Robots or Humans in Space? Colbert and Tyson Speak Out
The controversy over canning NASA's Constellation program to send astronauts back to the moon in 2020 for investment in future robotic exploration came to The Colbert Report on Comedy Central last night.
In a funny, yet substantive interview, comedian host Stephen Colbert and frequent guest Neil deGrasse Tyson lamented NASA hitching rides on Russian rockets to the International Space Station after the space shuttle retires this September. The spirited conversation also delved into the inspirational value of manned spaceflight over the launching of probes.?
"You know I am a huge fan of space exploration," Colbert told his audience. "No one wants to grow up and hear a robot landed and say 'This is one small step for bleep-blorp.'"
Tyson, an astrophysicist and director of New York City's Hayden Planetarium, agreed with his interviewer in saying that "the manned program is a force of nature on the educational pipeline of America. It is the force that excites people to want to become scientists in the first place."
Colbert called astronauts "the supermodels of science" and said that without them leading the charge, the United States might lose its edge over other nations such as Russia in space, as well as some well-earned scientific prestige.
Colbert's show played a clip of Rep. Pete Olson (R-Texas) protesting the Obama administration's plan to scrap manned spaceflight on the United States House of Representatives' floor on March 10. "If we stay the path the president's budget lays out," Olson said, "the United States faces the very real and very humiliating prospect of paying billions of dollars to Russia for years to hitch rides to the International Space Station that's been largely built by American taxpayer funds."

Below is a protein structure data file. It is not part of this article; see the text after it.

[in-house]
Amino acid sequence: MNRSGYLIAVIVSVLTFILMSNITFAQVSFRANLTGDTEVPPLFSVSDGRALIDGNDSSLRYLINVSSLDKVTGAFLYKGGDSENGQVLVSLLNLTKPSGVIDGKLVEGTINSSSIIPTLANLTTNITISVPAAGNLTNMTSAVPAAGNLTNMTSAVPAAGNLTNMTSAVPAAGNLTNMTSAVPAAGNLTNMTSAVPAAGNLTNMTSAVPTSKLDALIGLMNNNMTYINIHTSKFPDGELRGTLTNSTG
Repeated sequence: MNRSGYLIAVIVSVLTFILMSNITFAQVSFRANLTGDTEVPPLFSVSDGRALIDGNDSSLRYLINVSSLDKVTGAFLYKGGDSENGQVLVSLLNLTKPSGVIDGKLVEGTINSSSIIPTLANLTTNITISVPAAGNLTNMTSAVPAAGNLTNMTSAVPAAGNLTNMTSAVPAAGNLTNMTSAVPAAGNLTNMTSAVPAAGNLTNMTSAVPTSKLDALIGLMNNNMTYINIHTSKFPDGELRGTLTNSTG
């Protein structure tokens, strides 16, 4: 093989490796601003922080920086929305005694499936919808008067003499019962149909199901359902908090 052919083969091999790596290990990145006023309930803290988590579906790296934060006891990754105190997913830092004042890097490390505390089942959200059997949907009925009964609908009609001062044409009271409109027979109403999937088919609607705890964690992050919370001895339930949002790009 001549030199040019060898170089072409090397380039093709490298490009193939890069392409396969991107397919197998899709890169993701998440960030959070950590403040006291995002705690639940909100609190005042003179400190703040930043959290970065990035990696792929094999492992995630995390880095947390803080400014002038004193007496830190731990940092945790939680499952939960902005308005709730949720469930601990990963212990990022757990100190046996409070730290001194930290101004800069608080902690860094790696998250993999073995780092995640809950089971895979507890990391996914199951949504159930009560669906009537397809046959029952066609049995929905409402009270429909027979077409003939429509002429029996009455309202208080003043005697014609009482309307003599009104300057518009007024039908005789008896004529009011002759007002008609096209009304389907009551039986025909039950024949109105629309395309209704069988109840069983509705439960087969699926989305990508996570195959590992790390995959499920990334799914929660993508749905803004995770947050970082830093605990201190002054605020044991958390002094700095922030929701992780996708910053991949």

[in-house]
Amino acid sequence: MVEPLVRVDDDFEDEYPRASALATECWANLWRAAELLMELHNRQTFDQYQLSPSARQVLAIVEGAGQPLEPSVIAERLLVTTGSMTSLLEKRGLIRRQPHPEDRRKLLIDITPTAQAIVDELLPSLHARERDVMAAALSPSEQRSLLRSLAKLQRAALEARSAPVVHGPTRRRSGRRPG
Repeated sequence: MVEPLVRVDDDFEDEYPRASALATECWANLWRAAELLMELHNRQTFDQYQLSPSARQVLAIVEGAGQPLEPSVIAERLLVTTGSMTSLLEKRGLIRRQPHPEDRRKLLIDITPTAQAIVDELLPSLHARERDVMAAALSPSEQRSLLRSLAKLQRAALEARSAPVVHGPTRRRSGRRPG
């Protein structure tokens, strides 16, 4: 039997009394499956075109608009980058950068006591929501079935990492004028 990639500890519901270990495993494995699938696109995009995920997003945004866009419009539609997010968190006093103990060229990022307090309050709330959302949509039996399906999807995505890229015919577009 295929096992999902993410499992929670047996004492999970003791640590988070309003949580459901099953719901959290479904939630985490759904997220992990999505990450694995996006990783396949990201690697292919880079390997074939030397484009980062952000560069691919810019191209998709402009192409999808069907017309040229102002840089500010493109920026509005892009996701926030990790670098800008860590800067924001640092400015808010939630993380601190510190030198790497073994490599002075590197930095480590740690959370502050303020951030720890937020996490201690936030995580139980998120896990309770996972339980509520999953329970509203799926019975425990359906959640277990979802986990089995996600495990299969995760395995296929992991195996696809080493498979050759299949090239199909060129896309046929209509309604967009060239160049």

Colbert played in another clip, this time from a March 20 speech by Rep. Ted Poe (R-Texas), "Now even the Iranians have entered the space race . . . [in February], they sent a rat, two turtles and a worm into space."
"Here's what will be missing without the manned program," said Tyson about the slashing of United States' government funding for the astronaut corps. "When you're a kid in school, who are your heroes?"
"Not Iranian space turtles," Colbert replied.
Tyson said when he asks his colleagues who are champions of science in space and what it was that got them interested in space, they have responded "the astronauts."
Bucks for bots instead of astronauts
Colbert and Tyson worried about the impact that the planned shifting of funds within NASA from human spaceflight to robotic missions will have on the future of American scientific morale.
"Worst of all, guess what NASA plans to spend its budget on now that Obama has killed the Constellation program?" the comedic anchor asked. "$4.9 billion to develop better robots, and $3 billion for unmanned ships."
"Sending robots into space does not win glory for Americans," Colbert went on. "It wins glory for Roombas."
"You always want to invest in robots," Tyson said. "The problem is you don't want to do that to the exclusion of the rest of the manned program . . . People don't name high schools after robots."
Though NASA does intend to support commercial, private efforts to get people into space, Colbert and Tyson feel that the end of the astronaut era bodes badly for space science in general.
Colbert said that "Once upon a time, astronauts were America's heroes. Now we eliminate them in the third round of Dancing with the Stars," in reference to Buzz Aldrin, the second man to set foot on the moon, recently getting booted off of ABC's primetime dancing contest. "Buzz Aldrin is the only one of those clowns who's even been to the stars," said Colbert.?
Blasting past low-Earth orbit
A big reason for keeping manned spaceflight going strong whether through the over-budget, flawed Constellation program or not is to prepare mankind for the next frontiers in space, such as Mars, asteroids and beyond, according to Tyson.?
"It's been 27 years since we've been farther away from Earth than a couple hundred miles up," said Tyson, referring to the so-called low-Earth orbit where the International Space Station circles.
"The next time we leave low-Earth orbit I don't want it to be a three year journey [to Mars] not remembering how to do it," said Tyson. "So, yeah, you go to the moon. Next asteroid comes, visit the asteroid. Comet comes, check that out."
'If you only go into low-Earth orbit, this is boldly going where hundreds have gone before," Tyson said. "That's not advancing the space frontier."
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